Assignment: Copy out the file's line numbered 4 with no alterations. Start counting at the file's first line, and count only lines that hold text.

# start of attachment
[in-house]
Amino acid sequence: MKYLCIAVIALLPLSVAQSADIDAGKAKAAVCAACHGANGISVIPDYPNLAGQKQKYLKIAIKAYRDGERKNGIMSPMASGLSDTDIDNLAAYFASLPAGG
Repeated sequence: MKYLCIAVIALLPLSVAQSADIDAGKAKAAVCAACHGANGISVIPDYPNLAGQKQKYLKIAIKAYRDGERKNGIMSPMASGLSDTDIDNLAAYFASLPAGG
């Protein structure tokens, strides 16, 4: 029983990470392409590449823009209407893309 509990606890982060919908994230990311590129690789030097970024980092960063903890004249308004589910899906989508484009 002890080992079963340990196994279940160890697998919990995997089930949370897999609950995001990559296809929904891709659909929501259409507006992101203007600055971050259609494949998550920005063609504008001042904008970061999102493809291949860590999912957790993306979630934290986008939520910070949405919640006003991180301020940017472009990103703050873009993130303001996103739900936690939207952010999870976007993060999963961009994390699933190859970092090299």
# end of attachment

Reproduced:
């Protein structure tokens, strides 16, 4: 029983990470392409590449823009209407893309 509990606890982060919908994230990311590129690789030097970024980092960063903890004249308004589910899906989508484009 002890080992079963340990196994279940160890697998919990995997089930949370897999609950995001990559296809929904891709659909929501259409507006992101203007600055971050259609494949998550920005063609504008001042904008970061999102493809291949860590999912957790993306979630934290986008939520910070949405919640006003991180301020940017472009990103703050873009993130303001996103739900936690939207952010999870976007993060999963961009994390699933190859970092090299």